What is it about playing the spoiler that I love so much?
Generally speaking, my approach to PvP is pretty much "shoot all the things". I tend to care only if I'm in high-sec (I've lost a Proteus to Concord by accidentally killing a scanning Buzzard on the other side of a wormhole, not realizing it was a high-sec hole). And every time I try to boost my sec status up again, it's back down below -2.0 within a week or so.
A lot of folks are nervous about attacking targets on gates. For them, gate guns are a frightening prospect that will obliterate your ship in a couple shots. Part of that may come from the old gate gun mechanics, but I think most of it stems from the uncertainty of another opponent shooting at you. Risk aversion, and all that. On low-sec roams, I shake my head in surprise when PvPers - I mean really good ones, too - worry so much about gate guns when taking down a single target. And nearly every time I roam while I'm above -5.0, I pass a gatecamp that isn't willing to attack me on a gate.
All of that surprises me, though I honestly get it. Losing a ship is an expensive undertaking, and on top of that injury is the insult of having to source and import a new ship to replace it. But, we're conditioned to cultivate our killboards and assess skill in terms of killed/loss value. Our eyes bulge out by huge losses, and only some of us take the time to pull up the related kills and see how many opponents that huge loss took out before exploding.
It puts me in a strange position. On the one hand, the Eve roles I tend to fit into are "pirate" and "mercenary". But at the same time, I don't measure success according to the same benchmarks.
So what am I?
Granted, these kinds of categorizations really don't matter much. I like what I like, and so you each of you. Nothing written here will change that. I'm honestly more curious about what makes me tick. After all, only by knowing myself will I really be happy.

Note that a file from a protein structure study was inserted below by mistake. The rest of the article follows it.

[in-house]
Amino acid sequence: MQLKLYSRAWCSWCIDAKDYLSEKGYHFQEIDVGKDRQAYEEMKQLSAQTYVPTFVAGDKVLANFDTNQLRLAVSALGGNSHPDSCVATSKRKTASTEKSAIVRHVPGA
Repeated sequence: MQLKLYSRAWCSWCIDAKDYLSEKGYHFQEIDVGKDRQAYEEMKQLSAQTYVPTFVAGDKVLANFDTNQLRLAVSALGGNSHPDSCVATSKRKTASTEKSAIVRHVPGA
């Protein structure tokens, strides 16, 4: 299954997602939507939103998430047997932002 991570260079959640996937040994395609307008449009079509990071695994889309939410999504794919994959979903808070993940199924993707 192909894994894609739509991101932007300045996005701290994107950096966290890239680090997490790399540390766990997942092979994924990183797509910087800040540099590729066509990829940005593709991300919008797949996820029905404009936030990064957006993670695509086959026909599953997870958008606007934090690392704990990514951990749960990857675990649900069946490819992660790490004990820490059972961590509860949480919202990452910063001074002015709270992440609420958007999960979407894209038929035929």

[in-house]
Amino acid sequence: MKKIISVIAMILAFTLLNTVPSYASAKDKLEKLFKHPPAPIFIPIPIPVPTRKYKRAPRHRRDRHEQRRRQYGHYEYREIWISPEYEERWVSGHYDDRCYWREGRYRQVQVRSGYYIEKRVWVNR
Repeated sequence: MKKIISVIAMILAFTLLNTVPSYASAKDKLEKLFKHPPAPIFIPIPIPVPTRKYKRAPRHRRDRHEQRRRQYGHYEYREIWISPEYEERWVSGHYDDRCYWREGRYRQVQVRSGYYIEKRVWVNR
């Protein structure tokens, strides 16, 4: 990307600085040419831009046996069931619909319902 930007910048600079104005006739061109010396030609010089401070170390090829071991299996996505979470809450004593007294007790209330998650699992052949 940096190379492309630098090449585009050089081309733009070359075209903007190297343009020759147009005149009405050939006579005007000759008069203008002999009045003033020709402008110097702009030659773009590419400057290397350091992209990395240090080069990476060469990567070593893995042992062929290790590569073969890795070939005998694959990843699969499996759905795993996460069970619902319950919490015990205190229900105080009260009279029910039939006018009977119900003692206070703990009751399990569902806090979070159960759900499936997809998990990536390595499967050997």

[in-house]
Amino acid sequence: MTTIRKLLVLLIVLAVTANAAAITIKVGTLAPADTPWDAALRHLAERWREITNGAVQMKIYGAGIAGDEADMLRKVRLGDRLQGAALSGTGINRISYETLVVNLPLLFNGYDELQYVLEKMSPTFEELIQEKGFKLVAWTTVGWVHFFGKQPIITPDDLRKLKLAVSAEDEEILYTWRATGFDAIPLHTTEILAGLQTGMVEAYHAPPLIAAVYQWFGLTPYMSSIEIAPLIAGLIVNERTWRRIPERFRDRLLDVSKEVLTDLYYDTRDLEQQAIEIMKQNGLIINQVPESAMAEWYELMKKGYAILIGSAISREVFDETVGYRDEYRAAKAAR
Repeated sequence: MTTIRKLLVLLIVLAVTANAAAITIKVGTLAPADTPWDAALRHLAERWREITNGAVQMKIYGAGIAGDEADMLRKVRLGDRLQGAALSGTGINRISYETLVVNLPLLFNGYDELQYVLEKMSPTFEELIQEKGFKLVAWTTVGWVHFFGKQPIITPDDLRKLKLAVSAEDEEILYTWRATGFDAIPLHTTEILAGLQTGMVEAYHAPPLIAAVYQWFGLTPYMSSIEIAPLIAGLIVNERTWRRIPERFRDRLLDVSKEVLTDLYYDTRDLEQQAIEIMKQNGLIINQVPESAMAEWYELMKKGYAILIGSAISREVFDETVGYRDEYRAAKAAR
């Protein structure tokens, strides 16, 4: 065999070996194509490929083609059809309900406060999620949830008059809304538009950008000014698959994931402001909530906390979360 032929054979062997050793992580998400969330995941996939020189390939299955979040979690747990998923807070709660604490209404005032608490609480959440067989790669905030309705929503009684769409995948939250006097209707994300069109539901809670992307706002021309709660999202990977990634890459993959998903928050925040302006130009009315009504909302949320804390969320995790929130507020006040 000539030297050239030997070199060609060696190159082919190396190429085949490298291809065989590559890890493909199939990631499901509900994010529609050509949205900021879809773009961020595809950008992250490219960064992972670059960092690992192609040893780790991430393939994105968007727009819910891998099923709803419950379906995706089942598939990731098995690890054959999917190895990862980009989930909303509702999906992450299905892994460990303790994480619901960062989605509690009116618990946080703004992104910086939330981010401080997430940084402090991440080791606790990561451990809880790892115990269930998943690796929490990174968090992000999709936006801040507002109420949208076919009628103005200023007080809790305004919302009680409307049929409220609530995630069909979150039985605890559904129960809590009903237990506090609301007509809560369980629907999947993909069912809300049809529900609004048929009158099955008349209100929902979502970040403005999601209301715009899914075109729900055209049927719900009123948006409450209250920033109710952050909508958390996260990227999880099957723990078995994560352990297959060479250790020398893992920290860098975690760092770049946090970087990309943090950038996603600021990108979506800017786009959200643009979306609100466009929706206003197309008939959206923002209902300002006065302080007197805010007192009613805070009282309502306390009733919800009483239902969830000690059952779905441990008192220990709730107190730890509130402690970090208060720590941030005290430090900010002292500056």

Of all the aspects of Eve, PvP is the one that really moves me. But it's not unqualified PvP in all its forms.
Hotdropping fails to capture the decision-making aspect of the game I love so much. At its core, hotdropping is about taking a reasonable situation and making it unreasonable. Your target has to believe you have a chance of successfully attacking him, only to have his reasonable decision-making rendered useless when you cyno in backup. It's certainly a part of the game, but in my mind, it eliminates a key part of what makes Eve great.
I'm also not a fan of high-sec war-deccing, though that activity seems ideal for the piratical types. After all, with a neutral hauler, you can rack up the isk looting your targets. Piracy is really about profit. But there's really no challenge. Nor does covops hunting, blobs, gatecamping... all of them involve some skill, but they all lack something critical: true risk.
Yes, something strange can happen in each of those cases, but generally speaking, the killmails you get from those activities all start with a bad setup. "Our fleet was gatecamping and killed this one guy...", or "I tackled this Drake as bait and lit the cyno for our 35 dudes," or "We just kept one-shotting ships off the Jita undock while our neutral MTU looted them all." It's hard for anyone to really be impressed by any of those; in each case, you're expected to win.
For me, the only PvP that's really satisfying is when you pull out a victory that wasn't foregone, when you jump into an engagement where there's a high chance something could go wrong. I like the small gang battles where the enemy keeps bringing in more reinforcements. I like the Machariel fleets where you're outnumbered 3:1 and still win. I like the whaling excursions where you take down your target just as a dozen interceptors lands, and you warp out in the space between yellow-boxing and red-boxing. Those are the stories I like to tell. The stories like single-handedly breaking a gatecamp by killing seven frigs in my Harpy and flying off into the sunset. Like killing a Proteus solo and escaping his Ishtar friend. Like fighting Snuff Box with mid-size gangs with RP last summer.